For this reason, it is one of the main focuses of attention of international basic research and it is difficult to publish new information relating to its molecular biology.
Researchers from the Institut d’Investigacions Biomèdiques August Pi i Sunyer (IDIBAPS) and the University of Barcelona (UB) have discovered a new breakdown pathway for this protein. The results, which could mean a new form of signalling involving KRas, were published in the latest edition of the Journal of Cell Biology (184(6):863-79), where they merited an appearance on the front page of the journal and an editorial comment.
This study is part of the doctoral thesis of Dr. Albert Lu and includes the participation of Dr. Oriol Bachs, Dr. Carles Enrich, Dr. Neus Agell and Dr. Francesc Tebar, researchers from IDIBAPS and the Department of Cell Biology, Immunology and Neuroscience of the Faculty of Medicine of the University of Barcelona. Researchers from the University of Kyoto also took part in the study.
The article describes how the KRas protein is actively transported from the cell membrane, where most of its known activity takes place, to the lysosomes. The lysosomes are organelles responsible for breaking down proteins; this breakdown pathway was unknown in the case of KRas. Thanks to videomicroscopy techniques using a confocal microscope and the fluorescence, resonance energy transfer (FRET) technique, the researchers have observed how the protein is brought inside the cell and transported to the lysosomes. The protein remains active during this journey through the interior of the cell, which leads to the suspicion that it continues to exercise its influence on signalling pathways relating to cell proliferation and the appearance of cancers.
The signalling pathways activated by KRas are highly complex. With the newly available data, it will be necessary to investigate whether the signals emitted on the way to the lysosomes have a different meaning for the cell than those generated from the membrane, the protein’s usual site of action.
These results provide clues to stimulating the elimination of KRas, a line of research that might result in new therapeutic strategies against cancer and diseases in which the formation of lysosomes is abnormal, such as Niemann-Pick disease. KRas is already used in the diagnosis of diseases such as colon, lung and breast cancer. The better we understand its biology, the more we will know about how it appears and how this and other diseases can be combatted.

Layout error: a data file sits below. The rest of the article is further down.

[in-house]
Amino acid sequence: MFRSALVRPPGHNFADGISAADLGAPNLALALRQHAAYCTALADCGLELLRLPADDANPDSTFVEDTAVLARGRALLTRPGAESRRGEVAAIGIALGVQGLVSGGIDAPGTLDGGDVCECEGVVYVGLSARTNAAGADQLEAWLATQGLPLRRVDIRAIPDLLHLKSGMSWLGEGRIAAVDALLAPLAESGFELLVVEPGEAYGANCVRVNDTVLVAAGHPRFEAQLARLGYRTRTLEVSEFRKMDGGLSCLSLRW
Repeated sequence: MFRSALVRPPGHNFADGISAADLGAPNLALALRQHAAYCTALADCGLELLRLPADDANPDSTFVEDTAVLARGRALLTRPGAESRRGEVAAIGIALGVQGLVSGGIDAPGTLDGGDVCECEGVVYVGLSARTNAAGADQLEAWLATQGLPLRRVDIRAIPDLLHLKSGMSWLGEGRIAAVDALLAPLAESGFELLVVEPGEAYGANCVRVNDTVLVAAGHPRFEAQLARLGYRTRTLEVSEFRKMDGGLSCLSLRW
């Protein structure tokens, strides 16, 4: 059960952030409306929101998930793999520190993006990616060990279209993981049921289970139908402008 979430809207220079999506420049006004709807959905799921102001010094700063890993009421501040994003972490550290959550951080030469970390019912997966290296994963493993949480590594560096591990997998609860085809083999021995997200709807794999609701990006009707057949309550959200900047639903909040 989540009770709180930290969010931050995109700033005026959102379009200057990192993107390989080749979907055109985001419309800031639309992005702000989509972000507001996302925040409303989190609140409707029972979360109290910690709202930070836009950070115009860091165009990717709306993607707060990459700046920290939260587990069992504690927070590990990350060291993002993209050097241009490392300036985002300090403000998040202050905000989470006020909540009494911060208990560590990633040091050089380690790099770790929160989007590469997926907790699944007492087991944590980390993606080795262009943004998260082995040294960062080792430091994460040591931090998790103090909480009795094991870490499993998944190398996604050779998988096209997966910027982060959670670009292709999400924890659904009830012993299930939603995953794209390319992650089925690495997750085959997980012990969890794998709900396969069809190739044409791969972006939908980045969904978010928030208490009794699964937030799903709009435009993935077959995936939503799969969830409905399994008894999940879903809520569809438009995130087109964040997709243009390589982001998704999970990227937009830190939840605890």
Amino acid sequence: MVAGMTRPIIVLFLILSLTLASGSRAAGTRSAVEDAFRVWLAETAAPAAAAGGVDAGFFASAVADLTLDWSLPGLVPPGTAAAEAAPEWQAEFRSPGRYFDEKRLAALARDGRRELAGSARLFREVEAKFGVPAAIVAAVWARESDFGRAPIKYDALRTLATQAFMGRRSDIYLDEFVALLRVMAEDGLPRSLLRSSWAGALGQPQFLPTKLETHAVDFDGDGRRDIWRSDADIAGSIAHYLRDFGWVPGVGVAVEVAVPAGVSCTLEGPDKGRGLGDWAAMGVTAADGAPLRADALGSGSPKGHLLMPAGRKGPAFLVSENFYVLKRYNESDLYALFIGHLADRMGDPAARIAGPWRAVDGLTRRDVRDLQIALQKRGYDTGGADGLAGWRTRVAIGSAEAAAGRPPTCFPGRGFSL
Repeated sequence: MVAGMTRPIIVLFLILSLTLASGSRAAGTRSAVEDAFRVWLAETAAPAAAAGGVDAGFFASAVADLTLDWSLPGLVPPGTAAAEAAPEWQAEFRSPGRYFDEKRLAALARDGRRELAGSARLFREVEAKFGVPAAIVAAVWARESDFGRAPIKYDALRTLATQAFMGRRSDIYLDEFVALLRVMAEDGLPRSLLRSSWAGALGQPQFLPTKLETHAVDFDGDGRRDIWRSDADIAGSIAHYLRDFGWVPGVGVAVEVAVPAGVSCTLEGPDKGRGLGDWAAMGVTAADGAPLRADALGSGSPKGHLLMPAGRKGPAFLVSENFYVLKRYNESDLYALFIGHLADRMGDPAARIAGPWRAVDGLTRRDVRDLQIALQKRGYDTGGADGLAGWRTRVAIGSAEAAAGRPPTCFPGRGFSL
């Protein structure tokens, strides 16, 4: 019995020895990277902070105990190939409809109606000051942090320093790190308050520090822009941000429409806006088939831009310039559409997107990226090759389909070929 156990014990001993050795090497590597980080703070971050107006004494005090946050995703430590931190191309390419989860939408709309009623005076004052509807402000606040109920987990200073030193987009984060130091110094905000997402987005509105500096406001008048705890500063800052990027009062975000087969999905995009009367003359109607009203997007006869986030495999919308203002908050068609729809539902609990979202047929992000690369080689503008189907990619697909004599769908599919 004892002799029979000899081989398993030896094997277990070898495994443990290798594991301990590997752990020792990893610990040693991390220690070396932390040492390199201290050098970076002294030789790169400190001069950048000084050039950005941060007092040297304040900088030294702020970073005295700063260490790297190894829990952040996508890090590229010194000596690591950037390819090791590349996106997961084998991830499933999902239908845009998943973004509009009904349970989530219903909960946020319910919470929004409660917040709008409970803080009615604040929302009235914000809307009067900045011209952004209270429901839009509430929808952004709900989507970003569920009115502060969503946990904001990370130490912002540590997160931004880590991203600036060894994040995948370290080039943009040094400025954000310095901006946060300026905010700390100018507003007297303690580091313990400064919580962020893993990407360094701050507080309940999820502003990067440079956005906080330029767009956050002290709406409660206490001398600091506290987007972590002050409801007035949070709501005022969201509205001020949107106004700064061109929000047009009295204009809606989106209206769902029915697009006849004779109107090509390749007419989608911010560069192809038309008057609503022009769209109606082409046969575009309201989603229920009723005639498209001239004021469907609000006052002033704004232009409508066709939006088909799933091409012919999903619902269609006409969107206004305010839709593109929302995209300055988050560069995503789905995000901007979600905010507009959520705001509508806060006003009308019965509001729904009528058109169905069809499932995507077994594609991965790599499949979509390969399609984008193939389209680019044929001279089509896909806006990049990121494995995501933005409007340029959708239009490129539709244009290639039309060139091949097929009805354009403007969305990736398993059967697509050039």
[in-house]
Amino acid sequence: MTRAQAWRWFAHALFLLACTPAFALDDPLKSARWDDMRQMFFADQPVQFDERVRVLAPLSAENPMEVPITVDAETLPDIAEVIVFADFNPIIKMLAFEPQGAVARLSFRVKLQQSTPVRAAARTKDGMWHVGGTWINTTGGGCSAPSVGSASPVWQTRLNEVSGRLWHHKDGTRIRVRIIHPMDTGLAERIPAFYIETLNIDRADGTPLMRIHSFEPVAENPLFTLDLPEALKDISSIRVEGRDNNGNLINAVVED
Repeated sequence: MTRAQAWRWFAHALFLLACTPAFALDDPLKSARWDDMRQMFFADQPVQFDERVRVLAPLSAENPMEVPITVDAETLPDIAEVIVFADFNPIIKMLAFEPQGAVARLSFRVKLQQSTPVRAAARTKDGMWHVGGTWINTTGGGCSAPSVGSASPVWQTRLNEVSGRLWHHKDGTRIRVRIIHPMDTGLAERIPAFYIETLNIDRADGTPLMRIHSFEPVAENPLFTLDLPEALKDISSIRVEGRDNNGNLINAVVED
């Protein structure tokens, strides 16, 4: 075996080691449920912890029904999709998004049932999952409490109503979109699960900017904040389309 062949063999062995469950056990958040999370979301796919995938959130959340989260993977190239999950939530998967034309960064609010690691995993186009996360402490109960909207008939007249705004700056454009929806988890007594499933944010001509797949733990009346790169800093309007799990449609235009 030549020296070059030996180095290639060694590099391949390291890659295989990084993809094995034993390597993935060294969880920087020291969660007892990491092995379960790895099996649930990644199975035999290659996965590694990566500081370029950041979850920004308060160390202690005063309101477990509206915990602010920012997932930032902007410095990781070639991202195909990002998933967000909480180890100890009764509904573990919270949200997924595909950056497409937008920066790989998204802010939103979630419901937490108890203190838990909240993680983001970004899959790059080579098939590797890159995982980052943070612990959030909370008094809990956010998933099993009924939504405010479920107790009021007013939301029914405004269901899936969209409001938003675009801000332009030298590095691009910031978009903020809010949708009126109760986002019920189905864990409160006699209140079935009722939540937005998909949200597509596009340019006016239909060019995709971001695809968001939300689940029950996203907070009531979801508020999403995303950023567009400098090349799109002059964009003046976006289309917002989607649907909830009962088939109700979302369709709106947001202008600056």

Alex Argemi | EurekAlert!
Further reports about: > Cancer > FRET > IDIBAPS > KRAS > KRas protein > Molecular Biology > breast cancer > cell biology > cell death > cell signalling pathways > confocal microscope > fluorescence, resonance energy transfer technique > human tumors > international basic research > lysosomes > organelles > synthetic biology > videomicroscopy techniques
Water forms 'spine of hydration' around DNA, group finds
26.05.2017 | Cornell University
How herpesviruses win the footrace against the immune system
26.05.2017 | Helmholtz-Zentrum für Infektionsforschung
Staphylococcus aureus is a feared pathogen (MRSA, multi-resistant S. aureus) due to frequent resistances against many antibiotics, especially in hospital infections. Researchers at the Paul-Ehrlich-Institut have identified immunological processes that prevent a successful immune response directed against the pathogenic agent. The delivery of bacterial proteins with RNA adjuvant or messenger RNA (mRNA) into immune cells allows the re-direction of the immune response towards an active defense against S. aureus. This could be of significant importance for the development of an effective vaccine. PLOS Pathogens has published these research results online on 25 May 2017.
Staphylococcus aureus (S. aureus) is a bacterium that colonizes by far more than half of the skin and the mucosa of adults, usually without causing infections....
Physicists from the University of Würzburg are capable of generating identical looking single light particles at the push of a button. Two new studies now demonstrate the potential this method holds.
The quantum computer has fuelled the imagination of scientists for decades: It is based on fundamentally different phenomena than a conventional computer....
An international team of physicists has monitored the scattering behaviour of electrons in a non-conducting material in real-time. Their insights could be beneficial for radiotherapy.
We can refer to electrons in non-conducting materials as ‘sluggish’. Typically, they remain fixed in a location, deep inside an atomic composite. It is hence...
Two-dimensional magnetic structures are regarded as a promising material for new types of data storage, since the magnetic properties of individual molecular building blocks can be investigated and modified. For the first time, researchers have now produced a wafer-thin ferrimagnet, in which molecules with different magnetic centers arrange themselves on a gold surface to form a checkerboard pattern. Scientists at the Swiss Nanoscience Institute at the University of Basel and the Paul Scherrer Institute published their findings in the journal Nature Communications.
Ferrimagnets are composed of two centers which are magnetized at different strengths and point in opposing directions. Two-dimensional, quasi-flat ferrimagnets...
An Australian-Chinese research team has created the world's thinnest hologram, paving the way towards the integration of 3D holography into everyday...
24.05.2017 | Event News
23.05.2017 | Event News
22.05.2017 | Event News
26.05.2017 | Life Sciences
26.05.2017 | Life Sciences
26.05.2017 | Physics and Astronomy